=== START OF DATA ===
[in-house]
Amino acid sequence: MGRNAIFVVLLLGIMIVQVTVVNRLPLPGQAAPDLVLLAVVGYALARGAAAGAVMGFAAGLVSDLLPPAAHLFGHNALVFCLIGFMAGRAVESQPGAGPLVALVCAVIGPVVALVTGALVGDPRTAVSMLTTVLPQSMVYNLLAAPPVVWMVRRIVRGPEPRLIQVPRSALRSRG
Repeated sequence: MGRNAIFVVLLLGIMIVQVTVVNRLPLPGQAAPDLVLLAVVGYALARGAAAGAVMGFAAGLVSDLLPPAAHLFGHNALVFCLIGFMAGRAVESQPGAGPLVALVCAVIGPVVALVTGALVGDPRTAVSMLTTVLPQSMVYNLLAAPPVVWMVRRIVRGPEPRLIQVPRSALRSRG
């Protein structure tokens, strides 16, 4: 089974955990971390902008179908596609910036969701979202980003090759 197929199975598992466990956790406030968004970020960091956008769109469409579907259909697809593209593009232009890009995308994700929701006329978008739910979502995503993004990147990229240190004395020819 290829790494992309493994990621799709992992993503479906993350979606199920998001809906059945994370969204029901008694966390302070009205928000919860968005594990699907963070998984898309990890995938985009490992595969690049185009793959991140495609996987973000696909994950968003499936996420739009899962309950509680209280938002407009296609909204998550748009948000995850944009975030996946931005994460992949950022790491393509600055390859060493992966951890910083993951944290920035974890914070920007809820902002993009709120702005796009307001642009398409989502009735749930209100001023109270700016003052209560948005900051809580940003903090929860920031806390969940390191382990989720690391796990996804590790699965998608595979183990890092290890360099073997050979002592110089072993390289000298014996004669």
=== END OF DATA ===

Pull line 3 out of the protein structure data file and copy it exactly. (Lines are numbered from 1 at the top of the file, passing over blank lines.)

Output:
Repeated sequence: MGRNAIFVVLLLGIMIVQVTVVNRLPLPGQAAPDLVLLAVVGYALARGAAAGAVMGFAAGLVSDLLPPAAHLFGHNALVFCLIGFMAGRAVESQPGAGPLVALVCAVIGPVVALVTGALVGDPRTAVSMLTTVLPQSMVYNLLAAPPVVWMVRRIVRGPEPRLIQVPRSALRSRG